f is a continuous real-valued function on the closed interval [0, 1] such that f(1) = 0. A point (a1, a2, ... , an) is chosen at random from the n-dimensional region 0 < x1 < x2 < ... < xn < 1. Define a0 = 0, an+1 = 1. Show that the expected value of ∑0n (ai+1 - ai) f(ai+1) is ∫01 f(x) p(x) dx, where p(x) is a polynomial of degree n which maps the interval [0, 1] into itself (and is independent of f).
The expected value is simply ∫ S dv / ∫ dv, where the integral is taken over the allowed region and S is the sum given.
∫ dv = 1/n! [First integrate 1 from x1 = 0 to x2, giving x2/1!. Then integrate that from x2 = 0 to x3, giving x32/2! and so on.]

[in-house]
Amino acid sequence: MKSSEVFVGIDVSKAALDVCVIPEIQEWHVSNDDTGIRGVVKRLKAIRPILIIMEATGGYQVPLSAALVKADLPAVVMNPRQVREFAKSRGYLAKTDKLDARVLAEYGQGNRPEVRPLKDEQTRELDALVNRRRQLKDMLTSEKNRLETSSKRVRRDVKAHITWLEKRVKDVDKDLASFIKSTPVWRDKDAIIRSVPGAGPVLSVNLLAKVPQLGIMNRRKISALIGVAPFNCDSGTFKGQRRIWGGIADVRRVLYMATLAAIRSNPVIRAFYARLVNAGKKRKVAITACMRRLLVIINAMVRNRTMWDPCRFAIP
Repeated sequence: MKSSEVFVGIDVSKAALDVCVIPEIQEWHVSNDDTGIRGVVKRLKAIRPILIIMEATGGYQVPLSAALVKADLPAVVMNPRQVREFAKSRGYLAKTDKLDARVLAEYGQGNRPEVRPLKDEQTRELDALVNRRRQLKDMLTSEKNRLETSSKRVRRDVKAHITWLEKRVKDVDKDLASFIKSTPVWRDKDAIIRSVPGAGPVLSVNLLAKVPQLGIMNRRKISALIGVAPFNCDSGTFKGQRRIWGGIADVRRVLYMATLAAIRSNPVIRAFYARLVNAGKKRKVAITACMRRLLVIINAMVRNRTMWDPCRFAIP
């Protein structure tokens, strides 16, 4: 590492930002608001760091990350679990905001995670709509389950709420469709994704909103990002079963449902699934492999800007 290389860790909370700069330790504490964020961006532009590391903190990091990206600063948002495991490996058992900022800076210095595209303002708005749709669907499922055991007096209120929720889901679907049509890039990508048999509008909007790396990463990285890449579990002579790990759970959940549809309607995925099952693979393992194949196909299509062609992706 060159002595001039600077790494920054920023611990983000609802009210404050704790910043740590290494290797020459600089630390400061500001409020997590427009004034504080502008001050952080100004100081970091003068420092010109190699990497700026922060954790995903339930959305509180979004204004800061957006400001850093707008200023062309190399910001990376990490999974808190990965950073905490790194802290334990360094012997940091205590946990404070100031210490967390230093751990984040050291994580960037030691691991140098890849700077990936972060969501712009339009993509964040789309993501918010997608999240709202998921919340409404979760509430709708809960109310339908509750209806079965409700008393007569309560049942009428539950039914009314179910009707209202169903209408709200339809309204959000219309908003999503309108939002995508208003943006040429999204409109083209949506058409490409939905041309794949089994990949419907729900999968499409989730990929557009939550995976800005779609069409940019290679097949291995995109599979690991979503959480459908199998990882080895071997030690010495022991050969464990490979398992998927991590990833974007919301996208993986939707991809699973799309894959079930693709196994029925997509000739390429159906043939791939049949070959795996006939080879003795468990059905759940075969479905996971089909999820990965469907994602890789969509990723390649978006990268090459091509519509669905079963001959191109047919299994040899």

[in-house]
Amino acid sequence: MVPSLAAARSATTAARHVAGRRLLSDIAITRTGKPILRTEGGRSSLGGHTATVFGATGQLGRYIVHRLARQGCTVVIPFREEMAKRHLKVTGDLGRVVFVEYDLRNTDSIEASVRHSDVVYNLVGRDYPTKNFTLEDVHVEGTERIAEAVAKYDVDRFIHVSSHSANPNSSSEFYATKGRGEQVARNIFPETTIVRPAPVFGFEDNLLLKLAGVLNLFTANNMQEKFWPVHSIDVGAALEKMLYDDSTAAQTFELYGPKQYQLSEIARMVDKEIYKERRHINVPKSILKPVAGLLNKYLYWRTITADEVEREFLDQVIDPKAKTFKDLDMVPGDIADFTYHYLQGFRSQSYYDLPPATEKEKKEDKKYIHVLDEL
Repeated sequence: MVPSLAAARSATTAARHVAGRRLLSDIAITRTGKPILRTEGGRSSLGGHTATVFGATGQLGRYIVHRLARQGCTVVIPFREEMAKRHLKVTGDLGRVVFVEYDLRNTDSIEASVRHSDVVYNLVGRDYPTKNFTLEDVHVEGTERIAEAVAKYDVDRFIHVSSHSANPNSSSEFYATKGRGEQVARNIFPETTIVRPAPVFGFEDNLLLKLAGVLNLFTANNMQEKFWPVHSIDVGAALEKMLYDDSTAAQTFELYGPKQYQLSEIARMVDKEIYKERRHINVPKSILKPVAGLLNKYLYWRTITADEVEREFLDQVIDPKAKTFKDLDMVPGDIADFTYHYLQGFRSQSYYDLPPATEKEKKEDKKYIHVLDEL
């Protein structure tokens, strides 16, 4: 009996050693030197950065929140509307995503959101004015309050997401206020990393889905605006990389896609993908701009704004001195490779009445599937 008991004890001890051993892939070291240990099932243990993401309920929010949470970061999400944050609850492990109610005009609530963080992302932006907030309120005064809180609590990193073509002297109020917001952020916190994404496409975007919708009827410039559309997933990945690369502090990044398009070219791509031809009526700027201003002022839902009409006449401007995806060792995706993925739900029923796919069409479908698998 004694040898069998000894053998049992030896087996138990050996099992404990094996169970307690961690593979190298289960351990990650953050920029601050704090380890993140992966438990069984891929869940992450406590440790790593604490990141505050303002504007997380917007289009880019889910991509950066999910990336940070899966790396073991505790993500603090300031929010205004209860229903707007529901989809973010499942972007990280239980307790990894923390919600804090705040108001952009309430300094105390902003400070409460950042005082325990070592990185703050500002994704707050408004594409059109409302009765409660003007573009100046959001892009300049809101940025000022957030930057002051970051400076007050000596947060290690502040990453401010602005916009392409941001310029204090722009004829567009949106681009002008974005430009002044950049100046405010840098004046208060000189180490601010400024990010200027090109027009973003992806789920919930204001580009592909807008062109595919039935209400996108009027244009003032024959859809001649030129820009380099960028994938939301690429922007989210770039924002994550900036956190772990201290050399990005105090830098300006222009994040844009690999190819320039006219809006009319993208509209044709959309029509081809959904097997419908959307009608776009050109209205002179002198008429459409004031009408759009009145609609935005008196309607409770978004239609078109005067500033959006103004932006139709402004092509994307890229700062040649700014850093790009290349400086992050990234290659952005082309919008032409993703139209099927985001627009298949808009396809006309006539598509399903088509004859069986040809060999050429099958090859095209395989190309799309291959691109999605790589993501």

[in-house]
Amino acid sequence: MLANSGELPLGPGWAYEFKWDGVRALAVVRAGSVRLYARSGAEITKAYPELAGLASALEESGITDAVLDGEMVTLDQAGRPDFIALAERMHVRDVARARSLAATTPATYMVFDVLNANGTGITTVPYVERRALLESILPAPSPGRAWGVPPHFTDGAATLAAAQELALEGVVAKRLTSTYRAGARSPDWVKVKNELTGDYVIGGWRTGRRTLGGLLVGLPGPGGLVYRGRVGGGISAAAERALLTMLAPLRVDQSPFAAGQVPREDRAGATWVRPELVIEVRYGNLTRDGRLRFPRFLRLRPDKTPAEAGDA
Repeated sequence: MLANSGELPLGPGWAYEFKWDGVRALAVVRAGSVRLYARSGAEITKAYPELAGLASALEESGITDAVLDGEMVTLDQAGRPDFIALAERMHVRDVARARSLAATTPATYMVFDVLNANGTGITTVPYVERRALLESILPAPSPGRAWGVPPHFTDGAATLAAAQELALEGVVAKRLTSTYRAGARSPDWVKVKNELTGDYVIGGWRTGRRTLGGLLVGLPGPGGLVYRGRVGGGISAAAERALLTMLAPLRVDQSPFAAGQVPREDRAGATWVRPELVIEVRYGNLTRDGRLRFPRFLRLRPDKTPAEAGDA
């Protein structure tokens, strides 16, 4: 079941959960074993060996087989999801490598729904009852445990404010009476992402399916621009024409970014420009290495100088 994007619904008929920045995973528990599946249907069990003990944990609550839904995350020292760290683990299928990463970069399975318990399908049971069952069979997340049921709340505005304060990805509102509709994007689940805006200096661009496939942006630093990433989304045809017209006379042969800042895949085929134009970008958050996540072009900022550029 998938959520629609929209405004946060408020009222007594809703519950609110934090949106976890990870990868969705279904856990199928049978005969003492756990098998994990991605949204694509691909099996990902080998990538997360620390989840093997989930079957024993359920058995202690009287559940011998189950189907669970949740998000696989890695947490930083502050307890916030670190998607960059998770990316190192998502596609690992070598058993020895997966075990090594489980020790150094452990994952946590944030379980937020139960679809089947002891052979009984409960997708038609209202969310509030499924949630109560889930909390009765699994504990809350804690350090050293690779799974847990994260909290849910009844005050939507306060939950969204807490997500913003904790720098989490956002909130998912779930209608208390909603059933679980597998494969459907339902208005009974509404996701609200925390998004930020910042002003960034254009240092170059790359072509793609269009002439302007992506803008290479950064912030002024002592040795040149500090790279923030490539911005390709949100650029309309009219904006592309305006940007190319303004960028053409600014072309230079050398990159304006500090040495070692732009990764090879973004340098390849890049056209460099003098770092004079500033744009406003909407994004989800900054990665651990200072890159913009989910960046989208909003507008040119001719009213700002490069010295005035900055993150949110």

We now have to attack the main integral. We can take the sum outside the integral, giving a sum of n integrals. Now there at most two variables in each integral. The trick is to use a different order of integration for each integral, so that one integrates last over the variables in the integrand. Starting at the x1 end gives us a factor xi/i! and starting at the xn end gives us a factor (1 - x)j/j!. We are then left with the a single final integration from 0 to 1 of a term like f(x) xn-i(1 - x)i/( (n - i)! i! ).
At this point we switch the order of summation and integration again to get:
∫01 xn/n! + xn-1(1 - x)/( n - 1! 1! ) + xn-2(1 - x)2/( n - 2! 2! ) + ... + x (1 - x)n-1/( 1! n - 1! ) dx.
After dividing by the other integral (equivalent to multiplying by n!) we get an integrand which is simply (x + 1 - x)n - (1 - x)n = 1 - (1 - x)n. So we have the required result with p(x) = 1 - (1 - x)n.
50th Putnam 1989
© John Scholes
1 Jan 2001